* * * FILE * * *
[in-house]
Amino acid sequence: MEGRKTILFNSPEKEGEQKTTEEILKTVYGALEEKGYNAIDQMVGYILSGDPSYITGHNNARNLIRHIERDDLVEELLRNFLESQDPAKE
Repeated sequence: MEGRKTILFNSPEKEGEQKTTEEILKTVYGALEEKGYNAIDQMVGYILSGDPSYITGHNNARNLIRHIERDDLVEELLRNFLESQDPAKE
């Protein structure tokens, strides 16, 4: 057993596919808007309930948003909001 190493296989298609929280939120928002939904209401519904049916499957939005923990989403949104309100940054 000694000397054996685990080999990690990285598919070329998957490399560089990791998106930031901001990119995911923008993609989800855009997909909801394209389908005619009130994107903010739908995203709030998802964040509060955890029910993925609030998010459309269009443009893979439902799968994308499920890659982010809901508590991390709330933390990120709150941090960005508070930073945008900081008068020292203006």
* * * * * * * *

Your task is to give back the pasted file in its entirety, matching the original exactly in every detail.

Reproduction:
[in-house]
Amino acid sequence: MEGRKTILFNSPEKEGEQKTTEEILKTVYGALEEKGYNAIDQMVGYILSGDPSYITGHNNARNLIRHIERDDLVEELLRNFLESQDPAKE
Repeated sequence: MEGRKTILFNSPEKEGEQKTTEEILKTVYGALEEKGYNAIDQMVGYILSGDPSYITGHNNARNLIRHIERDDLVEELLRNFLESQDPAKE
């Protein structure tokens, strides 16, 4: 057993596919808007309930948003909001 190493296989298609929280939120928002939904209401519904049916499957939005923990989403949104309100940054 000694000397054996685990080999990690990285598919070329998957490399560089990791998106930031901001990119995911923008993609989800855009997909909801394209389908005619009130994107903010739908995203709030998802964040509060955890029910993925609030998010459309269009443009893979439902799968994308499920890659982010809901508590991390709330933390990120709150941090960005508070930073945008900081008068020292203006």